A large (up to 1,270 mm or 50" in total length excluding rattle), tan, olive, or gray-brown rattlesnake with a series of dark blotches running down the back. The blotches have dark edges and uniform brown, dark gray, or olive-brown centers.
As they near the tail the blotches gradually morph into cross bands. The tail is often pale gray with black, dark gray, or gray-brown rings that are narrower than the space between them. A thin, light colored stripe extends back from the posterior corner of the eye to beyond the corner of the mouth. The pupils are vertically elliptical and the dorsal scales are keeled. The base of the tongue is purple. The neck is slender and the head is broad and triangular. On the end of the tail is a rattle composed of a series of loosely interlocking keratinous sections. A new section is added each time the snake sheds its skin. The angle of this snakes eye-stripe, its uniformly-colored blotches, and its relatively thin tail rings distinguish it from the similar looking Western Diamond-backed Rattlesnake.
This snake is found across most of western and southern Arizona at elevations ranging from near sea level along the Colorado River to over 5,200'.
It occurs in Sonoran, Mohave, and Chihuahuan desertscrubs and Semidesert Grassland. In a few Arizona localities it enters the lower reaches of Plains and Great Basin Grassland communities. It is usually found below the steep slopes in relatively level terrain such as creosotebush flats, low valleys, gently sloping bajadas, and rolling foothills.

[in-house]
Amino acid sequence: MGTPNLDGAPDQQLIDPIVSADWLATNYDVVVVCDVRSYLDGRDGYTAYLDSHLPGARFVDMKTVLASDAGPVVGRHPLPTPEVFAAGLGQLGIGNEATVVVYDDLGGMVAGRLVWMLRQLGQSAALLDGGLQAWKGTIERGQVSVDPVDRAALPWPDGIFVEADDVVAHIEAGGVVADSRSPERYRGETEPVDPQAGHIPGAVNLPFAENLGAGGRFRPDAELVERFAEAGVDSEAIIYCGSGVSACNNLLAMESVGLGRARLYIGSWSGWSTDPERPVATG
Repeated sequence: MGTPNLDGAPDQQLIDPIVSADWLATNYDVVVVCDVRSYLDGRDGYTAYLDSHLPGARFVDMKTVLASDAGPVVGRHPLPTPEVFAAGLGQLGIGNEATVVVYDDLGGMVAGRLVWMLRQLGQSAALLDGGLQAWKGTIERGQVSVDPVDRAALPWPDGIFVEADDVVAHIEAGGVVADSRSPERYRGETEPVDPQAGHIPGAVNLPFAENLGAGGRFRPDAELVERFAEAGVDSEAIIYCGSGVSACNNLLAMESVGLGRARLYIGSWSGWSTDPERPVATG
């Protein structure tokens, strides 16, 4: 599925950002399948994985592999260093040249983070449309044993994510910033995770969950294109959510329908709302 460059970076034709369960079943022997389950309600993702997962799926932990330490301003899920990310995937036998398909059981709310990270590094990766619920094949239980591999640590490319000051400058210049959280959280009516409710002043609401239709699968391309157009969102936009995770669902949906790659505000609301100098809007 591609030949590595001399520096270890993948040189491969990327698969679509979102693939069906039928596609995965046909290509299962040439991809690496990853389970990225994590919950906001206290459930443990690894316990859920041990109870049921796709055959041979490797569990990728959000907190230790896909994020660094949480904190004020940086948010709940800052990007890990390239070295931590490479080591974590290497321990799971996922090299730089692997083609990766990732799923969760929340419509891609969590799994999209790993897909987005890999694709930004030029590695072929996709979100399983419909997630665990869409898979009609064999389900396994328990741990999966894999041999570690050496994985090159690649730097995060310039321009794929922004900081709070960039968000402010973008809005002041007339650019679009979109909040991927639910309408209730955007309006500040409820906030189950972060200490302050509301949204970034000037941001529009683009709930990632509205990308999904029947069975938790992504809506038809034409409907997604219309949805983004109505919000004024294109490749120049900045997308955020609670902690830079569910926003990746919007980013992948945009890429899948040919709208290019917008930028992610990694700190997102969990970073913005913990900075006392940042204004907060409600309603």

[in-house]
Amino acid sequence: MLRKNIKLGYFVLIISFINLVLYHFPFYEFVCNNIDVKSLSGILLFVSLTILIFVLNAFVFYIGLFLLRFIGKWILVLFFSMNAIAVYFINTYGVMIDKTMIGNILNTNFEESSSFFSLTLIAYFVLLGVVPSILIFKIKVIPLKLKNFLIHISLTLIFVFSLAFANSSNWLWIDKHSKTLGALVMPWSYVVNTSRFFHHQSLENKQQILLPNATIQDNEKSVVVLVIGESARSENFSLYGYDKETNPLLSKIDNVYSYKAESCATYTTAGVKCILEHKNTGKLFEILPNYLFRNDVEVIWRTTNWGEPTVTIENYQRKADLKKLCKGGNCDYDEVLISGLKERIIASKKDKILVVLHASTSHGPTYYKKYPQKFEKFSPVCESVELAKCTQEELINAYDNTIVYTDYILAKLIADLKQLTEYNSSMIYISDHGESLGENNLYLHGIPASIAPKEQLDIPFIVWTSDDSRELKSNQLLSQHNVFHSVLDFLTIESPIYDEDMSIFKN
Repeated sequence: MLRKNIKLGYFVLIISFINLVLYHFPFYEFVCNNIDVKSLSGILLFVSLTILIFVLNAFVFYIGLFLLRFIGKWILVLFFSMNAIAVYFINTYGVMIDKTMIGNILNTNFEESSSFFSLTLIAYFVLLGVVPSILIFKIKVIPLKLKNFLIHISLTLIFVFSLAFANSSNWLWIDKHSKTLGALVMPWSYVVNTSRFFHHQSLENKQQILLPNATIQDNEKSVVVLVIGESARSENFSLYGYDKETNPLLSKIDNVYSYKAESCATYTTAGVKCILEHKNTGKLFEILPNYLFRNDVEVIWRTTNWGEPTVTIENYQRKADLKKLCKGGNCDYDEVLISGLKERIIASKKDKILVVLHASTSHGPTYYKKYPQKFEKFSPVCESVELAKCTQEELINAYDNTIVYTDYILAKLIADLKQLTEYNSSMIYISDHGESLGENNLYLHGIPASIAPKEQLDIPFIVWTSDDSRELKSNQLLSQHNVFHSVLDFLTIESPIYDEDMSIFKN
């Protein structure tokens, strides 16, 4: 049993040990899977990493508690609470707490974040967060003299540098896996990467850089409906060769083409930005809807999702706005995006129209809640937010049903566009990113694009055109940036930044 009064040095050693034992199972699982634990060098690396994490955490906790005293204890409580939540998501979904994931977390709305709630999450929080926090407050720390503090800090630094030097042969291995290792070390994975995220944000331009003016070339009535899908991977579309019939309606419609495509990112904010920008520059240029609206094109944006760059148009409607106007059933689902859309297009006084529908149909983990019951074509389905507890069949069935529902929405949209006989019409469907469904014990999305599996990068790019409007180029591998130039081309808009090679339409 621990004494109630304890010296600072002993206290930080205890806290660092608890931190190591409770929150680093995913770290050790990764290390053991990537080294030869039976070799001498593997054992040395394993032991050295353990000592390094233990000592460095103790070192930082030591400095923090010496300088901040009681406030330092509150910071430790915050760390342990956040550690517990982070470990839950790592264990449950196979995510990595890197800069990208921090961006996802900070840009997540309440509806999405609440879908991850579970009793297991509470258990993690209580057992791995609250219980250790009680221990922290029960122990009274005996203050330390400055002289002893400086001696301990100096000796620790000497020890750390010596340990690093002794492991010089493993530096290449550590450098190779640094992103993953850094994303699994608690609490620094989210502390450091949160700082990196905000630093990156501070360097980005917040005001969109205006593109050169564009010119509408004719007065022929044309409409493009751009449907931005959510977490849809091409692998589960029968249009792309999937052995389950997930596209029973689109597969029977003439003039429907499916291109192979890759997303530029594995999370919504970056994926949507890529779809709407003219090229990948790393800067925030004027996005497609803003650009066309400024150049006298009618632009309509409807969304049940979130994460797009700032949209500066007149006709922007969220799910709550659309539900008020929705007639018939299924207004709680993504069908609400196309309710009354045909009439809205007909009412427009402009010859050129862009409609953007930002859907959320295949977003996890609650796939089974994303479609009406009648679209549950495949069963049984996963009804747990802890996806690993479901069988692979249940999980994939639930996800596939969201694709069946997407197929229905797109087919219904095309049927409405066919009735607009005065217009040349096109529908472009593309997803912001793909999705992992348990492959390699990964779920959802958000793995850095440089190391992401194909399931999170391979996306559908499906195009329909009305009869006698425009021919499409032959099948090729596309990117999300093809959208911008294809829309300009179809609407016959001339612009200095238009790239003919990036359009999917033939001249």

It is primarily nocturnal across most of its range in Arizona. It is nocturnal and crepuscular in areas with more moderate daytime temperatures (such as southeastern Arizona). It hibernates during the cold months of late fall and winter. When threatened this snake sometimes exhibits a dramatic defensive display that includes incessant rattling, elevating the head into a high striking posture, frequent striking, and a gradual retreat toward the nearest shelter. Like the other "pit-vipers" (members of the subfamily Crotalinae) this snake uses heat sensing pits (one on each side of the face between the eye and nostril) to detect warm-blooded predators and prey.
The Mohave Rattlesnake feeds on rats, mice, lizards, birds, and frogs. It uses venom injected through long, hollow, retractable fangs to kill and begin digesting its prey.
Mating takes place in spring and summer. A litter of up to 17 young is born in summer.
This rattlesnake is capable of delivering large amounts of potent venom. In some parts of the state its venom contains dangerous neurotoxins. If encountered it should be left alone. A large percentage of envenomations occur when a snake is handled or abused.